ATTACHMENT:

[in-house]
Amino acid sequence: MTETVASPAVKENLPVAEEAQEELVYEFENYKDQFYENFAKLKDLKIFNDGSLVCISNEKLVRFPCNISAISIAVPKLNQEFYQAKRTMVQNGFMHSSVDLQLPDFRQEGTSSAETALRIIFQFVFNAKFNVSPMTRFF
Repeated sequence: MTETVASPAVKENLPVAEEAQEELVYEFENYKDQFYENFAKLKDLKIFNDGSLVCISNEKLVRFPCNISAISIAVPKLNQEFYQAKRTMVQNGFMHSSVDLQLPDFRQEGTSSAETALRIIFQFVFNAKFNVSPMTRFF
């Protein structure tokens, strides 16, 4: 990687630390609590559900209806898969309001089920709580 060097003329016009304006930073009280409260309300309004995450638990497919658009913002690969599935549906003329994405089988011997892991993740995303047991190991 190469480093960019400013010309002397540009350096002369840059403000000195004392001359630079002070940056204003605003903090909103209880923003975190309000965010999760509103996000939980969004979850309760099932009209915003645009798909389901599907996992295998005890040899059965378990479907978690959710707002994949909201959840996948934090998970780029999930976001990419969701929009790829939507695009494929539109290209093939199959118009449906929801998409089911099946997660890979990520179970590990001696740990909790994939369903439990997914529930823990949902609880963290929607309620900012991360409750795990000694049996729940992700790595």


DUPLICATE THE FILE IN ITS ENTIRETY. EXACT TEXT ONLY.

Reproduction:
[in-house]
Amino acid sequence: MTETVASPAVKENLPVAEEAQEELVYEFENYKDQFYENFAKLKDLKIFNDGSLVCISNEKLVRFPCNISAISIAVPKLNQEFYQAKRTMVQNGFMHSSVDLQLPDFRQEGTSSAETALRIIFQFVFNAKFNVSPMTRFF
Repeated sequence: MTETVASPAVKENLPVAEEAQEELVYEFENYKDQFYENFAKLKDLKIFNDGSLVCISNEKLVRFPCNISAISIAVPKLNQEFYQAKRTMVQNGFMHSSVDLQLPDFRQEGTSSAETALRIIFQFVFNAKFNVSPMTRFF
């Protein structure tokens, strides 16, 4: 990687630390609590559900209806898969309001089920709580 060097003329016009304006930073009280409260309300309004995450638990497919658009913002690969599935549906003329994405089988011997892991993740995303047991190991 190469480093960019400013010309002397540009350096002369840059403000000195004392001359630079002070940056204003605003903090909103209880923003975190309000965010999760509103996000939980969004979850309760099932009209915003645009798909389901599907996992295998005890040899059965378990479907978690959710707002994949909201959840996948934090998970780029999930976001990419969701929009790829939507695009494929539109290209093939199959118009449906929801998409089911099946997660890979990520179970590990001696740990909790994939369903439990997914529930823990949902609880963290929607309620900012991360409750795990000694049996729940992700790595």